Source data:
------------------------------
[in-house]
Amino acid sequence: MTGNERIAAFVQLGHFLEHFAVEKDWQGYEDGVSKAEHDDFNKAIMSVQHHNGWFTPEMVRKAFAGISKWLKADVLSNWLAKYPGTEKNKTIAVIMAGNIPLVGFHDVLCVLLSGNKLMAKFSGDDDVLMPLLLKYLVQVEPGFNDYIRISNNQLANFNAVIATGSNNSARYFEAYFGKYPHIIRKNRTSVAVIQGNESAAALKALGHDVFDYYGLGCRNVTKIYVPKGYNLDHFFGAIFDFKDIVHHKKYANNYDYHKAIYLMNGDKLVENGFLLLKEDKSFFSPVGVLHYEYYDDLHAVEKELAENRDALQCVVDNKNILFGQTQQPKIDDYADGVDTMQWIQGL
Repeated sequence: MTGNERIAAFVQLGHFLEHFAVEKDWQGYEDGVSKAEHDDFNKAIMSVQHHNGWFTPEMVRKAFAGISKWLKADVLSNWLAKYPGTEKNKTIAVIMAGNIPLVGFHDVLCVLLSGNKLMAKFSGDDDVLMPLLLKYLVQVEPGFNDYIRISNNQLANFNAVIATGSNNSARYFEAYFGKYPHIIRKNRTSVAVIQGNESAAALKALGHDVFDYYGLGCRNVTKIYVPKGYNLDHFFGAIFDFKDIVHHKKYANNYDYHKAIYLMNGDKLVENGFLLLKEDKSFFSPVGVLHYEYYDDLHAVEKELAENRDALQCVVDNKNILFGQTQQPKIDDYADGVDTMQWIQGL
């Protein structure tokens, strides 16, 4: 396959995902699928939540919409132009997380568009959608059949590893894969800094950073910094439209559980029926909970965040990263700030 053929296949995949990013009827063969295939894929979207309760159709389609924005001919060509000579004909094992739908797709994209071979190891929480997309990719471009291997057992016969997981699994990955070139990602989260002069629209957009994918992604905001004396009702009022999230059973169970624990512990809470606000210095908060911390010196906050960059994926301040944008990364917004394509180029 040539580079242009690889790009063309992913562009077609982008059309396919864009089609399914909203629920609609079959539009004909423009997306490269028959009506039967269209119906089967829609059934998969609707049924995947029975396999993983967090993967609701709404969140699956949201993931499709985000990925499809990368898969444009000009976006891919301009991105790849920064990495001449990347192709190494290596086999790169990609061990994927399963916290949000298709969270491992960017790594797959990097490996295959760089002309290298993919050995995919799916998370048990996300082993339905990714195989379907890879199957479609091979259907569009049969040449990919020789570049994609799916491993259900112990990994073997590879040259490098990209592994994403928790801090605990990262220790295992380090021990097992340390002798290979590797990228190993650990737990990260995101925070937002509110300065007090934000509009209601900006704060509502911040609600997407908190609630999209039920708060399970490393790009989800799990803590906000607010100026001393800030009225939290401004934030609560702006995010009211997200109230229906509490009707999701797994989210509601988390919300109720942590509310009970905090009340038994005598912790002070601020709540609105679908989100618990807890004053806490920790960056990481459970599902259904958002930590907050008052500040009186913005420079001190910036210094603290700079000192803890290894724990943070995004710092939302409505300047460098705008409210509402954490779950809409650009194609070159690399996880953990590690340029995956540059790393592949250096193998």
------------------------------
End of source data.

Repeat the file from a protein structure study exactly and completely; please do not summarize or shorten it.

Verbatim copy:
[in-house]
Amino acid sequence: MTGNERIAAFVQLGHFLEHFAVEKDWQGYEDGVSKAEHDDFNKAIMSVQHHNGWFTPEMVRKAFAGISKWLKADVLSNWLAKYPGTEKNKTIAVIMAGNIPLVGFHDVLCVLLSGNKLMAKFSGDDDVLMPLLLKYLVQVEPGFNDYIRISNNQLANFNAVIATGSNNSARYFEAYFGKYPHIIRKNRTSVAVIQGNESAAALKALGHDVFDYYGLGCRNVTKIYVPKGYNLDHFFGAIFDFKDIVHHKKYANNYDYHKAIYLMNGDKLVENGFLLLKEDKSFFSPVGVLHYEYYDDLHAVEKELAENRDALQCVVDNKNILFGQTQQPKIDDYADGVDTMQWIQGL
Repeated sequence: MTGNERIAAFVQLGHFLEHFAVEKDWQGYEDGVSKAEHDDFNKAIMSVQHHNGWFTPEMVRKAFAGISKWLKADVLSNWLAKYPGTEKNKTIAVIMAGNIPLVGFHDVLCVLLSGNKLMAKFSGDDDVLMPLLLKYLVQVEPGFNDYIRISNNQLANFNAVIATGSNNSARYFEAYFGKYPHIIRKNRTSVAVIQGNESAAALKALGHDVFDYYGLGCRNVTKIYVPKGYNLDHFFGAIFDFKDIVHHKKYANNYDYHKAIYLMNGDKLVENGFLLLKEDKSFFSPVGVLHYEYYDDLHAVEKELAENRDALQCVVDNKNILFGQTQQPKIDDYADGVDTMQWIQGL
């Protein structure tokens, strides 16, 4: 396959995902699928939540919409132009997380568009959608059949590893894969800094950073910094439209559980029926909970965040990263700030 053929296949995949990013009827063969295939894929979207309760159709389609924005001919060509000579004909094992739908797709994209071979190891929480997309990719471009291997057992016969997981699994990955070139990602989260002069629209957009994918992604905001004396009702009022999230059973169970624990512990809470606000210095908060911390010196906050960059994926301040944008990364917004394509180029 040539580079242009690889790009063309992913562009077609982008059309396919864009089609399914909203629920609609079959539009004909423009997306490269028959009506039967269209119906089967829609059934998969609707049924995947029975396999993983967090993967609701709404969140699956949201993931499709985000990925499809990368898969444009000009976006891919301009991105790849920064990495001449990347192709190494290596086999790169990609061990994927399963916290949000298709969270491992960017790594797959990097490996295959760089002309290298993919050995995919799916998370048990996300082993339905990714195989379907890879199957479609091979259907569009049969040449990919020789570049994609799916491993259900112990990994073997590879040259490098990209592994994403928790801090605990990262220790295992380090021990097992340390002798290979590797990228190993650990737990990260995101925070937002509110300065007090934000509009209601900006704060509502911040609600997407908190609630999209039920708060399970490393790009989800799990803590906000607010100026001393800030009225939290401004934030609560702006995010009211997200109230229906509490009707999701797994989210509601988390919300109720942590509310009970905090009340038994005598912790002070601020709540609105679908989100618990807890004053806490920790960056990481459970599902259904958002930590907050008052500040009186913005420079001190910036210094603290700079000192803890290894724990943070995004710092939302409505300047460098705008409210509402954490779950809409650009194609070159690399996880953990590690340029995956540059790393592949250096193998």